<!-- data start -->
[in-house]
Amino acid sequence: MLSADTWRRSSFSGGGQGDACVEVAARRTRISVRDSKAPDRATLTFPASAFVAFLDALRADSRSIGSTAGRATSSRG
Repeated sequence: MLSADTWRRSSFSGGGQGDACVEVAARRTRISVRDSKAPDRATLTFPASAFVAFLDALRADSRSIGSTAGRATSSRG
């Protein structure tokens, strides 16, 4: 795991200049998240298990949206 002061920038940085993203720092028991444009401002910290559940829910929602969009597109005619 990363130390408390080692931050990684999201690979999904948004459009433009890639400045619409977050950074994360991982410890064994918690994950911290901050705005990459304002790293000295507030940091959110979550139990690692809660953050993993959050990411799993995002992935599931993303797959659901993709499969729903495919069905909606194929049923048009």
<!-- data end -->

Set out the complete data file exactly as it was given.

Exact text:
[in-house]
Amino acid sequence: MLSADTWRRSSFSGGGQGDACVEVAARRTRISVRDSKAPDRATLTFPASAFVAFLDALRADSRSIGSTAGRATSSRG
Repeated sequence: MLSADTWRRSSFSGGGQGDACVEVAARRTRISVRDSKAPDRATLTFPASAFVAFLDALRADSRSIGSTAGRATSSRG
């Protein structure tokens, strides 16, 4: 795991200049998240298990949206 002061920038940085993203720092028991444009401002910290559940829910929602969009597109005619 990363130390408390080692931050990684999201690979999904948004459009433009890639400045619409977050950074994360991982410890064994918690994950911290901050705005990459304002790293000295507030940091959110979550139990690692809660953050993993959050990411799993995002992935599931993303797959659901993709499969729903495919069905909606194929049923048009």